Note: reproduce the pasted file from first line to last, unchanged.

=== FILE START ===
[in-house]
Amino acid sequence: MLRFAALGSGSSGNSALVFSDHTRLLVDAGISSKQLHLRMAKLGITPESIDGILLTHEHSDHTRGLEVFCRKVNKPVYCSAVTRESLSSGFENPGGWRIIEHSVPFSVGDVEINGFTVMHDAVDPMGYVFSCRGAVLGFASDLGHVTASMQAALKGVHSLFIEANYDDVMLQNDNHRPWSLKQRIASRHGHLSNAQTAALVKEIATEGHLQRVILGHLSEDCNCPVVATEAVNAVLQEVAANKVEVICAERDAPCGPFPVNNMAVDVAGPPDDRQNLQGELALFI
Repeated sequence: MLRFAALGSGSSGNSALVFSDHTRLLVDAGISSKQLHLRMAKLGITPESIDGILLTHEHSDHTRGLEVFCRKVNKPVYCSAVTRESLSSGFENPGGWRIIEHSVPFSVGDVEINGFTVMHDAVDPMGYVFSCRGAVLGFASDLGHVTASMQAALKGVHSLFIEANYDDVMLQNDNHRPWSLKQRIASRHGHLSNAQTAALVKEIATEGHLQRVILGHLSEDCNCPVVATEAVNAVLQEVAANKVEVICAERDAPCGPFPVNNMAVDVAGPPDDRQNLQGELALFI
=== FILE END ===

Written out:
[in-house]
Amino acid sequence: MLRFAALGSGSSGNSALVFSDHTRLLVDAGISSKQLHLRMAKLGITPESIDGILLTHEHSDHTRGLEVFCRKVNKPVYCSAVTRESLSSGFENPGGWRIIEHSVPFSVGDVEINGFTVMHDAVDPMGYVFSCRGAVLGFASDLGHVTASMQAALKGVHSLFIEANYDDVMLQNDNHRPWSLKQRIASRHGHLSNAQTAALVKEIATEGHLQRVILGHLSEDCNCPVVATEAVNAVLQEVAANKVEVICAERDAPCGPFPVNNMAVDVAGPPDDRQNLQGELALFI
Repeated sequence: MLRFAALGSGSSGNSALVFSDHTRLLVDAGISSKQLHLRMAKLGITPESIDGILLTHEHSDHTRGLEVFCRKVNKPVYCSAVTRESLSSGFENPGGWRIIEHSVPFSVGDVEINGFTVMHDAVDPMGYVFSCRGAVLGFASDLGHVTASMQAALKGVHSLFIEANYDDVMLQNDNHRPWSLKQRIASRHGHLSNAQTAALVKEIATEGHLQRVILGHLSEDCNCPVVATEAVNAVLQEVAANKVEVICAERDAPCGPFPVNNMAVDVAGPPDDRQNLQGELALFI